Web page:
The announcement Wednesday made us wonder — how many people actually buy their cigarettes from drugstores, anyway?

For answers, we turned to a 2012 survey of the retail tobacco market in the U.S. conducted by research firm Euromonitor International.

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All Tech Considered
2:55 pm
Thu February 6, 2014

Author: When It Comes To High-Speed Internet, U.S. 'Falling Way Behind'

Susan Crawford says that in cities like Seoul and Stockholm, high-speed, high-capacity networks are taken for granted. "It really is astonishing what's going on in America," she says. "We're falling way behind in the pack of developed nations when it comes to high-speed Internet access, capacity and prices."
iStockphoto

Originally published on Fri February 7, 2014 12:41 pm

For an increasing number of Americans, access to high-speed Internet has become an essential part of our lives. We do work, email friends, find restaurants, watch videos and movies, and check the weather. And the Internet is increasingly used for important services, like video medical consults and online education, and is relied upon by businesses for critical operations.

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The Two-Way
2:41 pm
Thu February 6, 2014

Sniper Attack On Power Station Highlights Grid's Vulnerability

Fred Prouser Reuters/Landov

Originally published on Fri February 7, 2014 11:26 am

Warning that no single authority can order utilities to beef up security at their facilities, the former head of the Federal Energy Regulatory Commission continues to raise the alarm about a sniper attack last April on an electric power station in San Jose, Calif.. He says it highlights the vulnerability of the nation's power grid and that more needs to be done to protect that infrastructure.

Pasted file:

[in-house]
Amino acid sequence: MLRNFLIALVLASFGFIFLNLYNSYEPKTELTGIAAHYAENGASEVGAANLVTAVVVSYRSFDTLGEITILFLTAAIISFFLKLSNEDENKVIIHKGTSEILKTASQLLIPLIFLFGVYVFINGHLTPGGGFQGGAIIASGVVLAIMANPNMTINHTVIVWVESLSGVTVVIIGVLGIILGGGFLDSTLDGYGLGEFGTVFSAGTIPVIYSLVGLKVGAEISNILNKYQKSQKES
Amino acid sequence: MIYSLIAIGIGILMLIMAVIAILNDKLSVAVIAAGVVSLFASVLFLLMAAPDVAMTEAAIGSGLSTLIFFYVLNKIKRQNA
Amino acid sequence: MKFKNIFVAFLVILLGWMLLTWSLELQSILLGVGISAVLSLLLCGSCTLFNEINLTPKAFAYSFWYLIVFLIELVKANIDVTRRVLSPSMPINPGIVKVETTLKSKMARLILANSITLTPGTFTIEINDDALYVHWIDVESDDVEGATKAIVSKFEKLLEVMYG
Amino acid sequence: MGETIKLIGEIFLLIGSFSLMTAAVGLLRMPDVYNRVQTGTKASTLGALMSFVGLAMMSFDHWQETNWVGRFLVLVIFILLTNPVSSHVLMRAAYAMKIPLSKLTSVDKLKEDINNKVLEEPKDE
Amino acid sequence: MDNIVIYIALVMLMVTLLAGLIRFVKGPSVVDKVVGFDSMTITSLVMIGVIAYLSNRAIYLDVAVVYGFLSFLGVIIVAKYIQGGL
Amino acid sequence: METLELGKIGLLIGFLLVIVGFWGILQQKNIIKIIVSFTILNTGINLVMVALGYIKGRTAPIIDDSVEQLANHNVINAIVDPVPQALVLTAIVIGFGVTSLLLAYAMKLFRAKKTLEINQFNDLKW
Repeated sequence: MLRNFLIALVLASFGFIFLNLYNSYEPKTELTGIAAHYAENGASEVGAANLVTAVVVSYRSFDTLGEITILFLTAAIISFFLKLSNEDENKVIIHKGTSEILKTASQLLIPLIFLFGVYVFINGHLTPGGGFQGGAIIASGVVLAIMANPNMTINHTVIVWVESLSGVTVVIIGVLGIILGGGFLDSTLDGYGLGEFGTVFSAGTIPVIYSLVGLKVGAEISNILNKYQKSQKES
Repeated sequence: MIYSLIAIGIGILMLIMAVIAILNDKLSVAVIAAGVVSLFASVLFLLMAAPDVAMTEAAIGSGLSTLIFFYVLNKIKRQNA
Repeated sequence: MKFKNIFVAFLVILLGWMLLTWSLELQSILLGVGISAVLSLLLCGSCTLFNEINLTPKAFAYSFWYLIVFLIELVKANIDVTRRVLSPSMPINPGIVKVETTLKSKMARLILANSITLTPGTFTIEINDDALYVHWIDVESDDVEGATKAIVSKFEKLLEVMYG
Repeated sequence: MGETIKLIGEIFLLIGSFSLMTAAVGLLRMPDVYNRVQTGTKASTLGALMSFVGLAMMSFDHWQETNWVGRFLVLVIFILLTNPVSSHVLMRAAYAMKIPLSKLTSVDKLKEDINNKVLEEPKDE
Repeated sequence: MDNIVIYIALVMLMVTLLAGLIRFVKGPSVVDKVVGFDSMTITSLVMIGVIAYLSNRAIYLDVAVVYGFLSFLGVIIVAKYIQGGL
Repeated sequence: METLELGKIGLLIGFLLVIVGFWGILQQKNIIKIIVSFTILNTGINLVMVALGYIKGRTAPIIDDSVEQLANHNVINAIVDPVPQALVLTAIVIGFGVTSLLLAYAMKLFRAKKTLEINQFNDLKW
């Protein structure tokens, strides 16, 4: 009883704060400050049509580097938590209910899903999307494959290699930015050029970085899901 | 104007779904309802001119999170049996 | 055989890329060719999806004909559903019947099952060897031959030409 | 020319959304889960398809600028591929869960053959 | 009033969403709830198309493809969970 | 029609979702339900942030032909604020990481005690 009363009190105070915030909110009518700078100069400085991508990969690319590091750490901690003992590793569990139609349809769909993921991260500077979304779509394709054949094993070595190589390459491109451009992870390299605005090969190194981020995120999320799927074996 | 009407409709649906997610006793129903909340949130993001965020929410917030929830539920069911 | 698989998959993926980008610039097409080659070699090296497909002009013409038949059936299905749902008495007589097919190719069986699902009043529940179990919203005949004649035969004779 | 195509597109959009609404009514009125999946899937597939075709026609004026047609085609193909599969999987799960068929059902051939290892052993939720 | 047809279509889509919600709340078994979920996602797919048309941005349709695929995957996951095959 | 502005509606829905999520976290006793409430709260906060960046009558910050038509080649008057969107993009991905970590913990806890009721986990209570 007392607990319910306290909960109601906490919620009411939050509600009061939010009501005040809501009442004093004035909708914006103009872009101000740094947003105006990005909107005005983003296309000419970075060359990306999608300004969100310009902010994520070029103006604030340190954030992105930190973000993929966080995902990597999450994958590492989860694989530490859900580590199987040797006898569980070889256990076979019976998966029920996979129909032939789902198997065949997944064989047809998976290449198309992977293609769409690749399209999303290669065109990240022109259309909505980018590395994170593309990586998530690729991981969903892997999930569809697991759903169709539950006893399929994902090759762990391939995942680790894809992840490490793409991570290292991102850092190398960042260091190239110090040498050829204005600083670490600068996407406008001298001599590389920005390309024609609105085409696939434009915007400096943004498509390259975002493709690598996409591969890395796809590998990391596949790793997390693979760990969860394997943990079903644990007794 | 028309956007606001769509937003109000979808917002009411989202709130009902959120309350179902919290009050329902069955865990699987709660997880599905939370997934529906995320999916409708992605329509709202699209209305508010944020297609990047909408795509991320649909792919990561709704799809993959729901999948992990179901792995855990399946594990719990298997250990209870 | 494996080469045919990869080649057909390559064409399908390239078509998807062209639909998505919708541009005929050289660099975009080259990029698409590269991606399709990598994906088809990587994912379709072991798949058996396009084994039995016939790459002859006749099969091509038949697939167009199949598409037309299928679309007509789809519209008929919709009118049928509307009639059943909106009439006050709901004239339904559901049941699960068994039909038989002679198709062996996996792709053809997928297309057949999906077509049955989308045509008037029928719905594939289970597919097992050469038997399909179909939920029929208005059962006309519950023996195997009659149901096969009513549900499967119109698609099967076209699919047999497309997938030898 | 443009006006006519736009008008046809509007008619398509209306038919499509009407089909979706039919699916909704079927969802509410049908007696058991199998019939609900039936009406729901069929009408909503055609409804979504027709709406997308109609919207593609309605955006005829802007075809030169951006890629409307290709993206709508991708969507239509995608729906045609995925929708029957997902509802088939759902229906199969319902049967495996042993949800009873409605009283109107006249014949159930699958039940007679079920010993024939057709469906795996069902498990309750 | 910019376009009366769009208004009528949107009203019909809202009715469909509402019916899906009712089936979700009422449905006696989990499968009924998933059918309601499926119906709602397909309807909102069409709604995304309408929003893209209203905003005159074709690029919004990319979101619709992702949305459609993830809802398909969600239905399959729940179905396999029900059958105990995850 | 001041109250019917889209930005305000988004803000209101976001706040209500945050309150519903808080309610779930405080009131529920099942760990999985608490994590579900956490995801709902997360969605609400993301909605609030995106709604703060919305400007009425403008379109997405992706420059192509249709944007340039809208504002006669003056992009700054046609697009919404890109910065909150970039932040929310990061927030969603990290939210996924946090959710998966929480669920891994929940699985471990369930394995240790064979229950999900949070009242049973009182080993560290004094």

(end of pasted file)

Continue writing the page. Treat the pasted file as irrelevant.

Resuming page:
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The Two-Way
2:16 pm
Thu February 6, 2014

Boehner Casts Doubt On Prospects For Immigration Overhaul

House Speaker John Boehner of Ohio arrives for a news conference on Capitol Hill in Washington, on Thursday.
J. Scott Applewhite AP

Originally published on Fri February 7, 2014 6:06 am

Speaker of the House John Boehner seemed to throw cold water on bipartisan hopes for a law overhauling the country's immigration system this year.

"This is an important issue in our country," Boehner acknowledged in a press conference on Thursday. "It's been kicked around forever, and it needs to be dealt with."

Then the Ohio Republican delivered a big, resounding but. He said he "never underestimated the difficulty of moving forward this year." And he issued an ultimatum of sorts.

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The Two-Way
1:58 pm
Thu February 6, 2014

NASA Probe Finds Newly Formed Crater On Mars

An enhanced image of a newly formed crater on Mars. The feature, including the ejected material, stretches more than 9 miles across.
NASA

Originally published on Thu February 6, 2014 7:42 pm

Take a close look at the stunning image above showing a newly formed impact crater on Mars: The blue streaks of material, known as ejecta, radiate 9 miles from the 100-foot crater, according to NASA.

The picture was taken from orbit by the Mars Reconnaissance Orbiter on Nov. 19. The same area was imaged by the MRO's Context Camera in July 2010 and again in May 2012 — with no crater in the first and a telltale surface scar in the second.

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The Two-Way
1:27 pm
Thu February 6, 2014

Taliban Release Video Of Captured 'American Military Dog'

The Taliban holding what they claim is a U.S. military dog.
YouTube

Originally published on Fri February 7, 2014 10:38 am

It may be the first time a canine has been used in a prisoner of war video.